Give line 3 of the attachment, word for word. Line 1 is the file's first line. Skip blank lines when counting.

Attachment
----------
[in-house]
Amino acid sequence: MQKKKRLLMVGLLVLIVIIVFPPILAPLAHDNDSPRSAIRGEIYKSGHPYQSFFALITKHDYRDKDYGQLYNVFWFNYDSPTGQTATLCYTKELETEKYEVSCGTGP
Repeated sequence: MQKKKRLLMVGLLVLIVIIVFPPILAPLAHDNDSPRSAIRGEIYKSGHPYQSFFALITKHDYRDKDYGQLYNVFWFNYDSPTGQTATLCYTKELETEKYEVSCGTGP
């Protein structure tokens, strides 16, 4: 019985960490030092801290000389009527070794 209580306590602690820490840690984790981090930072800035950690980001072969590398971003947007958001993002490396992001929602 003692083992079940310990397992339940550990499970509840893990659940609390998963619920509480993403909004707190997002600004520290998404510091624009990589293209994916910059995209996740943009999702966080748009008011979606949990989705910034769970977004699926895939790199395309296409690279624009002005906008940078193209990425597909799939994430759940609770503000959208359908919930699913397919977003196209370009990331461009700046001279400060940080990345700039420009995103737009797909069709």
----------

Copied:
Repeated sequence: MQKKKRLLMVGLLVLIVIIVFPPILAPLAHDNDSPRSAIRGEIYKSGHPYQSFFALITKHDYRDKDYGQLYNVFWFNYDSPTGQTATLCYTKELETEKYEVSCGTGP